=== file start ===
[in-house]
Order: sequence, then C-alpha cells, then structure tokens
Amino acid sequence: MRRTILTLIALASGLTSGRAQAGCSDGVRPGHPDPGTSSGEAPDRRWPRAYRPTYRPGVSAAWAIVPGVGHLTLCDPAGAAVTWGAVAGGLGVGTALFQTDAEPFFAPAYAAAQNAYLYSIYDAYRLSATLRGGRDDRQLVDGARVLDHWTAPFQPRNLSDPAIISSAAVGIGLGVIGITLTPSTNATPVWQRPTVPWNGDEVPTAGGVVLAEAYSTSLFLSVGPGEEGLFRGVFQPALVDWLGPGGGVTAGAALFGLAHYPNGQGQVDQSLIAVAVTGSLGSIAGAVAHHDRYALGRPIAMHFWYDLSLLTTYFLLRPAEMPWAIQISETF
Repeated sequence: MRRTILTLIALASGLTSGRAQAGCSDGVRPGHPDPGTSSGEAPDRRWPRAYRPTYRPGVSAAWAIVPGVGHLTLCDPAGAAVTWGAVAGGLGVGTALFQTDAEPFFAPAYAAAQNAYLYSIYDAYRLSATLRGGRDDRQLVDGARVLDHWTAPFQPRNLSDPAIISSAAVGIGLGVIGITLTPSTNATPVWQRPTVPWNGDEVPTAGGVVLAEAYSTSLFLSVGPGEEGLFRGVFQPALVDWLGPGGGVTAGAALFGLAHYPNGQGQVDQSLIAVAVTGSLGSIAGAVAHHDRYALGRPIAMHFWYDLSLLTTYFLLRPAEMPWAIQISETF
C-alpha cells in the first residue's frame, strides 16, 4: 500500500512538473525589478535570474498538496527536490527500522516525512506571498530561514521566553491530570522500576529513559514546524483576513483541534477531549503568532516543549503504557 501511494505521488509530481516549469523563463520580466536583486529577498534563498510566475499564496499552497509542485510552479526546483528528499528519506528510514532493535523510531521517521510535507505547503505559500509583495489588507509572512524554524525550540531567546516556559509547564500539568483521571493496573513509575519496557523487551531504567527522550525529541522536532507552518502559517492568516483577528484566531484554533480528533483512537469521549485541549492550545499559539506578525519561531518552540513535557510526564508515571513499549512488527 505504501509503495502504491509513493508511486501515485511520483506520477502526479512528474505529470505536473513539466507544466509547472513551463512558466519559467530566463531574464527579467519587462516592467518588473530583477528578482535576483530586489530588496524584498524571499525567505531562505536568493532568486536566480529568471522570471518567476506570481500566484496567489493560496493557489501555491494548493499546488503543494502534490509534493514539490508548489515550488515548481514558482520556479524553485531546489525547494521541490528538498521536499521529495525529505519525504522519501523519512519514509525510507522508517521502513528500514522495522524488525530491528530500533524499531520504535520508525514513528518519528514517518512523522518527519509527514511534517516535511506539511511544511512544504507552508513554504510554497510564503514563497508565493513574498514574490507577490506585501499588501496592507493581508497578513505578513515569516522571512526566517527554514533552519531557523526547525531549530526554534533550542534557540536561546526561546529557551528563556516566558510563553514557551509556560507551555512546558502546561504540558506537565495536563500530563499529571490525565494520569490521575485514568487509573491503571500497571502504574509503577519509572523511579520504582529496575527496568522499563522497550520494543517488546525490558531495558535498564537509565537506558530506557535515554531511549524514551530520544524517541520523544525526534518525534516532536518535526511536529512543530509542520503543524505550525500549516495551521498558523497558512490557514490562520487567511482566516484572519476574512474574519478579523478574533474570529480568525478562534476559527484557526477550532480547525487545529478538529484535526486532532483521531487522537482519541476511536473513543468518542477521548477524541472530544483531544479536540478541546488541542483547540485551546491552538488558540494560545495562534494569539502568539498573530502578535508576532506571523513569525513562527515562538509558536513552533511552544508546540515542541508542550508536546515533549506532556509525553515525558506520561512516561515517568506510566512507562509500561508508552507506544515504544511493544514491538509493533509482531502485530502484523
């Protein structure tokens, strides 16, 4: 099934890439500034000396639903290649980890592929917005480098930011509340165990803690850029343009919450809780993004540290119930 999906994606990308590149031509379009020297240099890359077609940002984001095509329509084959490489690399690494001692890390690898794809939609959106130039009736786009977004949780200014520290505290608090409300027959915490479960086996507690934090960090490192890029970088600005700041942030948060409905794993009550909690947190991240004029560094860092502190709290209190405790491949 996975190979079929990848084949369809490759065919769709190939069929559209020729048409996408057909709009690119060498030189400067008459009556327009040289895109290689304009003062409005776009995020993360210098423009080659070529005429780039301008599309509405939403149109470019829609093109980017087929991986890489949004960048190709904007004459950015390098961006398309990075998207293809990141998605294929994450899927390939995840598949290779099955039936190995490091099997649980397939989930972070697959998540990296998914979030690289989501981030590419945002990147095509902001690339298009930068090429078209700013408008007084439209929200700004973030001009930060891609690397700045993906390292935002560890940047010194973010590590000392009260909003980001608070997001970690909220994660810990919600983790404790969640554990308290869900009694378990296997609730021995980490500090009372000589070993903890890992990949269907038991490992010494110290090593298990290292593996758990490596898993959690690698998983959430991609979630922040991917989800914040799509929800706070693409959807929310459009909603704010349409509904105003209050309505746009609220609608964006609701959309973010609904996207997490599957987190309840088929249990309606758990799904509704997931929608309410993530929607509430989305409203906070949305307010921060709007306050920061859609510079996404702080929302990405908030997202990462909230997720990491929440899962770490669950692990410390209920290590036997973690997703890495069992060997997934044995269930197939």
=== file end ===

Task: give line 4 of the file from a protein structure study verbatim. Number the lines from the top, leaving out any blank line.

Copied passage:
Repeated sequence: MRRTILTLIALASGLTSGRAQAGCSDGVRPGHPDPGTSSGEAPDRRWPRAYRPTYRPGVSAAWAIVPGVGHLTLCDPAGAAVTWGAVAGGLGVGTALFQTDAEPFFAPAYAAAQNAYLYSIYDAYRLSATLRGGRDDRQLVDGARVLDHWTAPFQPRNLSDPAIISSAAVGIGLGVIGITLTPSTNATPVWQRPTVPWNGDEVPTAGGVVLAEAYSTSLFLSVGPGEEGLFRGVFQPALVDWLGPGGGVTAGAALFGLAHYPNGQGQVDQSLIAVAVTGSLGSIAGAVAHHDRYALGRPIAMHFWYDLSLLTTYFLLRPAEMPWAIQISETF